Sign in with
Sign up | Sign in
Your question

Heatsink grease: Over-apply -> over heat

Last response: in CPUs
Share
December 2, 2001 7:06:17 AM

I've discovered it's better to use too little thermal compound than to use too much. Apparently, if you have too much of the stuff, it will ooze out when the heat sink is clamped on. The excess goo will transfer heat from the die into the black sealant around the die, thus cycling heat back into the chip.

My CPU kept overheating (90-95 C!). I took off the heat sink, cleaned up the goop and reapplied it. But this time, I used a Q-tip with rubbing alcohol to clean around the edges of the die so that ABSOLUTELY NO compound was running off the edges. I even made sure the area covered by compound was a hair short of the edges of the die. Now my system runs at a comfortable 59.5 C.

I know some, if not most of you already knew this. I just thought I'd share the experience anyway...

-DOOM
"Ultimately, there is no knowledge -- only belief."
December 2, 2001 8:18:05 AM

indeed

if the base of your HSF is flat, then u only need the smallest amount.

i applied mine with a razor blade, a supremely thin coat.

they say half a grain of rice, but i bet mine was less than that.



Excuse me for a moment. I need to drive my ergonomic wheely chair over a sheet of bubble wrap!
December 2, 2001 8:37:51 AM

how did that happen? there is nothing hotter than the cpu so heat can only taken away from it.

<font color=blue>windows halted restart system.</font color=blue> <font color=red>me</font color=red> :mad:  . <font color=green>Bill G</font color=green> :lol:  .
Related resources
Anonymous
a b à CPUs
December 2, 2001 9:30:31 AM

Basicly, if it's over applied.. Instead of absorbing the heat, it reflects the heat back into the CPU.. When using Thermal Compound, I recomend using 1 mabye 2 pinhead drops of it.. Reason being, The surface is flat, so the smallest drop will spread through the entire surface from the pressure when it is clamped on..

And Good lord, If you ran @ 90c, are you sure you didn't damage your CPU???!!

Right now, I'm runing AMD Athlon 1700 XP @ 39c
December 2, 2001 9:54:48 AM

hmm. thats new to me. i'm going to try it out.

<font color=blue>windows halted. restart system.</font color=blue> <font color=red>me</font color=red> :mad:  . <font color=green>Bill G</font color=green> :lol:  .
December 2, 2001 10:23:18 AM

i knew something here was wrong. well i didn't see any difference, but on both THG and oc.com it says more is better. the other thing is even the sides of the die are hotter than the compound, thus heat can only be taken away. if you disagree with me you can check out THG.

<font color=blue>windows halted. restart system.</font color=blue> <font color=red>me</font color=red> :mad:  . <font color=green>Bill G</font color=green> :lol:  .
December 2, 2001 2:21:51 PM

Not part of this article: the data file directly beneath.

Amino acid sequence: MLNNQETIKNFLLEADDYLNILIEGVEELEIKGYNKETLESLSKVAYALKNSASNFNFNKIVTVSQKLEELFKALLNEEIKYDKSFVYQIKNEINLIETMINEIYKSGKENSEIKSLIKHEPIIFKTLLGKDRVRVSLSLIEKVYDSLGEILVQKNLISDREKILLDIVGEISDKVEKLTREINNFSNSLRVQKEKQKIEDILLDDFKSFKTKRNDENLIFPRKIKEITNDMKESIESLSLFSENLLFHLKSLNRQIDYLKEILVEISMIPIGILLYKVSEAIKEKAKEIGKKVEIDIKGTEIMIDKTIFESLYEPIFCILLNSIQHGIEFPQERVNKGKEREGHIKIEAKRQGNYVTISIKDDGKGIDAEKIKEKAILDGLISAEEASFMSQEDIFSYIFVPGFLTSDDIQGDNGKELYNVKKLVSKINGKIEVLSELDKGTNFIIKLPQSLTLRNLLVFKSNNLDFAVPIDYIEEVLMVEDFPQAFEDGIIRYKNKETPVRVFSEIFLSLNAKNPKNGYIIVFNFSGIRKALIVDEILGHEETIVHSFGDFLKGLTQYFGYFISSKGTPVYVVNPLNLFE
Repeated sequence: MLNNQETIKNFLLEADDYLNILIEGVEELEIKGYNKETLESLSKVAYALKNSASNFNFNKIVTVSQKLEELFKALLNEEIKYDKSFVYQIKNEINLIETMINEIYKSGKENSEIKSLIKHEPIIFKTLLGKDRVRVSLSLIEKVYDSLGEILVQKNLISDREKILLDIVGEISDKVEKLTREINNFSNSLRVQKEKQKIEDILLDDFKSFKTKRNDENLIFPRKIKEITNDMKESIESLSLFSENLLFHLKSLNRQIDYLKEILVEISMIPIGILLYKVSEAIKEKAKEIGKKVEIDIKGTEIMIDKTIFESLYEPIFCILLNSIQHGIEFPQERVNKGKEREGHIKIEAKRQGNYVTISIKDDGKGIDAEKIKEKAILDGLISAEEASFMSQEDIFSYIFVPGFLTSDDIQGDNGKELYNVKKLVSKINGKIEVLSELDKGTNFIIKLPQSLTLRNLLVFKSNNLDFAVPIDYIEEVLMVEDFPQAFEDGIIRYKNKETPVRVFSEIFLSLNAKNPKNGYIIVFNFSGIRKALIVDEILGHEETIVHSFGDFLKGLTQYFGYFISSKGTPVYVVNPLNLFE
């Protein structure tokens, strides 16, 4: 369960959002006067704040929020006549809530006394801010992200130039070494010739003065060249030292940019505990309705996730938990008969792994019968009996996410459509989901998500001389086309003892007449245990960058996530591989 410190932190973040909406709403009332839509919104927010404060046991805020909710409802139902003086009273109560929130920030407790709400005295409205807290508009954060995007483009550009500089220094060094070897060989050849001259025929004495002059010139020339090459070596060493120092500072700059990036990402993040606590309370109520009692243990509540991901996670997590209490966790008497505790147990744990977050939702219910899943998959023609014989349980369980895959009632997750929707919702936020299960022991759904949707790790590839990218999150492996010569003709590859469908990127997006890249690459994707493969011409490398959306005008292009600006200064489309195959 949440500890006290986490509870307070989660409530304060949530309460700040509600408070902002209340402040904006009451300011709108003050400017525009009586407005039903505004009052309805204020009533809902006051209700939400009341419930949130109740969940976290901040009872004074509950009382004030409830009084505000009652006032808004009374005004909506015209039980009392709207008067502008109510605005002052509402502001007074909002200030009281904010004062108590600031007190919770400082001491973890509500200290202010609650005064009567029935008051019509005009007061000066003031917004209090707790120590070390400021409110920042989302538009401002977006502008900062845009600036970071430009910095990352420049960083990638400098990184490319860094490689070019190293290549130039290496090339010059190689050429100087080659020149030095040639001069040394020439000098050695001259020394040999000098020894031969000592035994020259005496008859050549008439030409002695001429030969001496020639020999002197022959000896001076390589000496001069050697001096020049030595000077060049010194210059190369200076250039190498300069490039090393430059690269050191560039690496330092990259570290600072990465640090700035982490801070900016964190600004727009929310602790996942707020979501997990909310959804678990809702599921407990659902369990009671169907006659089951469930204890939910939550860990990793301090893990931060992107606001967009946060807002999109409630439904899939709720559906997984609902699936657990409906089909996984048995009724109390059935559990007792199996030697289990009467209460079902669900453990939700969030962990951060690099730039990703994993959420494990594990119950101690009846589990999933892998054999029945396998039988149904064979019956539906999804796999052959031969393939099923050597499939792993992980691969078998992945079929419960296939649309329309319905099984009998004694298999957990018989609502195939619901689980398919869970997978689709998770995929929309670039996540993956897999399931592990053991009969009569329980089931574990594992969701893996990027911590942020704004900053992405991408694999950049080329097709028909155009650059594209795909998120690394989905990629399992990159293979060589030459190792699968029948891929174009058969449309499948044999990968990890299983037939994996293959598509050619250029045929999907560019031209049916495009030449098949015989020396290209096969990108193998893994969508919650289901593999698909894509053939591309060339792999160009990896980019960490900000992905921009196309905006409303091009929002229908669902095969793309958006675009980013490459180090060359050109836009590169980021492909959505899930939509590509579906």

I found that too much arctic silver II made my CPU heat up. When I lightened it, it worked.

But this doesn't quite make sense. ACII is basically silver, which is much more conductive than the die or copper of my HS. The contact was tight, and there was no spillage off the die. So even too much AC II should not have made the CPU heat up.

I have a theory. I have used AC II on several CPU setups and the results tend to be better after about 24 hrs. I think the liquid solution (don't know what it is) which holds the silver particles needs time to either evaporate or be squeezed out (and for the silver to congeal).

Anyone know what the solution is for AC II?
December 2, 2001 5:35:56 PM

All I know is:

Before - 90C
After - 59.5C

Before, I started up my system and let it sit in the BIOS power manager screen, and I watched the temp skyrocket. It started at 70. Bing, bing, bing: 71, 72, 73. 1-2 degrees per second. It only started slowing down after it reached 90.

After, when I reapplied a super light coating of the compound, I went back to the BIOS power manager, and the temp started at about 50, and slowly rose, 1 degree every minute until it hovered at 59.5. IT NEVER BROKE 60.

So whatever THG, oc.com, or the phantom heatsink faeries say, this is what worked for me.

Why do you suppose there was such a difference in my temperature if it wasn't related to the amount of heat sink compound?

(I am using Type 44 "synthetic ester base" compound)

-DOOM
"Ultimately, there is no knowledge -- only belief."
December 2, 2001 5:38:10 PM

Nope. A few times my alarm went off. I can't find a setting for the temp alarm, so I don't know what temperature it goes off at (prob 100).

So, yes, I may very well have damaged my CPU. Is there any way I can tell? Is there some kind of "hitpoints" meter for it? And where the hell are the med kits?

-DOOM
"Ultimately, there is no knowledge -- only belief."
December 2, 2001 6:06:42 PM

If it works you didnt damage it.


Too much heatsink compund acts as an insulator making the cpu overheat.

"The Cash Left In My Pocket,The BEST Benchmark"
No Overclock+stock hsf=GOOD!
December 3, 2001 5:24:43 AM

hmm. i see well if it worked for you then i can't argue on that. cool.

<font color=red><b><i>you</i> keep talking i'll pretend i'm listening.</b></font color=red>
!